Will My Baby Be in Danger If I Have Fibroids?
If you have fibroids, you’re probably asking questions such as, “Can I carry a baby with fibroids?” and “Will my baby be okay if I have fibroids?” Keep in mind that most affected women can deliver a healthy baby. However, you’ll want to be aware of possible pregnancy complications and risk factors such as growth problems, premature delivery, and malposition.
Growth Problems and Premature Delivery
If you have multiple large fibroids, your uterus may fail to distend appropriately, leading to fetus growth issues. Your water can also break early, putting you into premature labor. If your placenta implants on a fibroid, your pregnancy might lack nutrition and the ideal blood supply needed for your baby to grow properly.
In serious cases, fibroids can lead to extremely preterm births, particularly if your fibroids increase in size rapidly after your pregnancy begins. Your doctor will measure your belly during your pregnancy to ensure your baby grows as it should. If your fibroids are large, they could alter the measurements, making them less accurate so that you may require more frequent ultrasounds.
Keep in mind that most women with fibroids have healthy, growing babies and deliver at term with a natural delivery.
Fibroids can affect the baby’s position within your uterus, causing you to require a C-Section. A few cases of malposition or a baby not being in the correct position include:
- Fibroids affecting the contour of your uterus, so the baby can’t get in position for a vaginal delivery.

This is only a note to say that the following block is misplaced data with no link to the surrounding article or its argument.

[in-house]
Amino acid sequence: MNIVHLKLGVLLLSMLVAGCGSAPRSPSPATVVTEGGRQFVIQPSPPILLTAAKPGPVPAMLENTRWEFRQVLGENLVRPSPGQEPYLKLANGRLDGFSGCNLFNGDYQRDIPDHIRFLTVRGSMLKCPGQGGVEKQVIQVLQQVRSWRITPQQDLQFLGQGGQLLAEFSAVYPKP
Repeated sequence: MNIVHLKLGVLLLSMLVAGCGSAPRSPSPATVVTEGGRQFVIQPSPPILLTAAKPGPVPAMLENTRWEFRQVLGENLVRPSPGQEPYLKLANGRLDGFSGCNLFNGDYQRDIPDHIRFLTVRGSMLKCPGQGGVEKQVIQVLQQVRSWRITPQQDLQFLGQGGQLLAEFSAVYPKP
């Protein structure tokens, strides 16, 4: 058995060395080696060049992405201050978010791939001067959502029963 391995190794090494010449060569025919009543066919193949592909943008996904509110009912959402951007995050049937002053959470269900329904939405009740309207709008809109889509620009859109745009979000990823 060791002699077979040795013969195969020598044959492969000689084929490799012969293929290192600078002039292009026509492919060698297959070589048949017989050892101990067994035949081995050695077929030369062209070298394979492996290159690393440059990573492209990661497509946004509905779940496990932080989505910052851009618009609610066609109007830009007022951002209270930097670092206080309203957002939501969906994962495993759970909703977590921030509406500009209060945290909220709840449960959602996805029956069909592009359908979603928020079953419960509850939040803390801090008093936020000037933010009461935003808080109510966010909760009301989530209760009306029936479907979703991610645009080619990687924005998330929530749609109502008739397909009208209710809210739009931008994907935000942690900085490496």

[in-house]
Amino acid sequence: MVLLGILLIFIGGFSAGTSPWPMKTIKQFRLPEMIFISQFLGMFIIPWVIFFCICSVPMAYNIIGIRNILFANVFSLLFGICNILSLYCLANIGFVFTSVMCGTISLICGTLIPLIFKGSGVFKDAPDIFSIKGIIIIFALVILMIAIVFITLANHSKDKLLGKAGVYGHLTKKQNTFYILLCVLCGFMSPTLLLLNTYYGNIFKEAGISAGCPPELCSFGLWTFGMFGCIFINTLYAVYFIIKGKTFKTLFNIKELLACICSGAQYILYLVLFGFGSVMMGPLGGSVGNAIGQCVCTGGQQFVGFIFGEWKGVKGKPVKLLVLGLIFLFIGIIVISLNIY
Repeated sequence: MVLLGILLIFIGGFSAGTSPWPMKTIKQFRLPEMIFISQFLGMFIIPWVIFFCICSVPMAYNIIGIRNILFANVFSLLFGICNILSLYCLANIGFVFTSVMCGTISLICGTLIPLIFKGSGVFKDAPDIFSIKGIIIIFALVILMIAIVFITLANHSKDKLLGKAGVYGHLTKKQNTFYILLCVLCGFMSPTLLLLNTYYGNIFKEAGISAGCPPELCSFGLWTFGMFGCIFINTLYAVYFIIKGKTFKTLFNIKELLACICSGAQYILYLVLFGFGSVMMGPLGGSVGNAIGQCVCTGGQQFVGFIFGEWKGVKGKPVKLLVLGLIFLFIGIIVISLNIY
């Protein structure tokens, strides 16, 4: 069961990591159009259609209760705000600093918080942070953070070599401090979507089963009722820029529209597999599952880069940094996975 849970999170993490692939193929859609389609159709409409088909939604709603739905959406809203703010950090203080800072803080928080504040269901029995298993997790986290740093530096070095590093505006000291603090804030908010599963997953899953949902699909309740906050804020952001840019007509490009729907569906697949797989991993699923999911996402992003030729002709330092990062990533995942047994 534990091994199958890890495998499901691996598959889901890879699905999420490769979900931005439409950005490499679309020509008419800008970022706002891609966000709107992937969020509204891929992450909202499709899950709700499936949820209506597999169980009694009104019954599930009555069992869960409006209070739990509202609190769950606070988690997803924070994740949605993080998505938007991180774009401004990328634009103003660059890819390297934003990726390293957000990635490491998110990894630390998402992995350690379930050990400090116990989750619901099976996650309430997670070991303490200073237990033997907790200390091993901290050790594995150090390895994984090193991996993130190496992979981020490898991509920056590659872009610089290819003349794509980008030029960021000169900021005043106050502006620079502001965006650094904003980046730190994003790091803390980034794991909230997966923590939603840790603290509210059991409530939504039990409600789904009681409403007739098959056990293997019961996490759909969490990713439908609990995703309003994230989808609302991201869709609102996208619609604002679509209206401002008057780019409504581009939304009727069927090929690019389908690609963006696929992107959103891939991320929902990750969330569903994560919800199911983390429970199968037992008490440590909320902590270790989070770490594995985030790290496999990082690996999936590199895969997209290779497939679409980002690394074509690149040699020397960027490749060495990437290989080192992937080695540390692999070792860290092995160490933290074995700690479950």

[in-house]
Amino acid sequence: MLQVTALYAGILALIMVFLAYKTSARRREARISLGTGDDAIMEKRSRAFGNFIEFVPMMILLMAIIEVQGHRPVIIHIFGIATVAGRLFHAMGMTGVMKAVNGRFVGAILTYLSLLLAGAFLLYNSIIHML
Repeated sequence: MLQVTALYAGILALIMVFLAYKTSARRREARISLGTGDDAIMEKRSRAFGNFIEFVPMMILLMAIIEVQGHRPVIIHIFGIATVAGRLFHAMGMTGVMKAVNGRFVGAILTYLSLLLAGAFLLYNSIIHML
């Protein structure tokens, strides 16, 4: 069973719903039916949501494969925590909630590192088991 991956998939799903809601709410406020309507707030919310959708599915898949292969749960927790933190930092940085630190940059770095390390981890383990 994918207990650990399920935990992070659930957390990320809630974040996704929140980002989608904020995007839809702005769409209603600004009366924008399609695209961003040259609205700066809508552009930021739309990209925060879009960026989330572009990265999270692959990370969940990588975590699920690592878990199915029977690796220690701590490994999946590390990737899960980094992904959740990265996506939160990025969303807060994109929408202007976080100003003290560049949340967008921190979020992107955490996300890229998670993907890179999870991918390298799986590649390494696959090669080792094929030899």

- The baby is head down, and large fibroids block the cervix or lower uterine segment, so the baby’s head can’t dilate the cervix properly.
If your doctor suggests a C-section early in your pregnancy, you may want to ask them to monitor the fibroid(s) during the third trimester of your pregnancy.
Being Pregnant With Fibroids details TV personality Shay Johnson’s Fibroid Disease Journey. Johnson, who had revealed she was pregnant, has just come from her doctor’s appointment, where she learned how her previous myomectomy to treat fibroids has now affected her pregnancy and her options for delivery.
Even if the fibroids appeared to be a problem earlier in your pregnancy, as your uterus expands and the fibroids fluctuate in size, they might become less of a concern as your doctor watches your pregnancy.
Fibroids During Each Trimester
You may be concerned about what happens after you become pregnant and whether you can have a full-term, successful pregnancy with fibroids.
Most fibroids don’t change in size during pregnancy, but if they do, it will likely happen during your first three months.2 During pregnancy, your body produces more of the hormone estrogen, which enables fibroids to grow. During the first trimester, fibroids can cause symptoms and complications such as pain, bleeding, and miscarriage.
Throughout the second and third trimesters, some of the symptoms from the first trimester, such as pain and a higher risk of miscarriage, can increase. However, other complications that may occur in some cases include placental abruption, placenta previa, and preterm delivery.
Fibroids could keep your uterus from contracting. They could also cause birth canal blockage, which slows down the progress of your labor. Fibroids can also impact whether you have a vaginal delivery or a C-Section, and cause issues after giving birth, such as postpartum hemorrhage.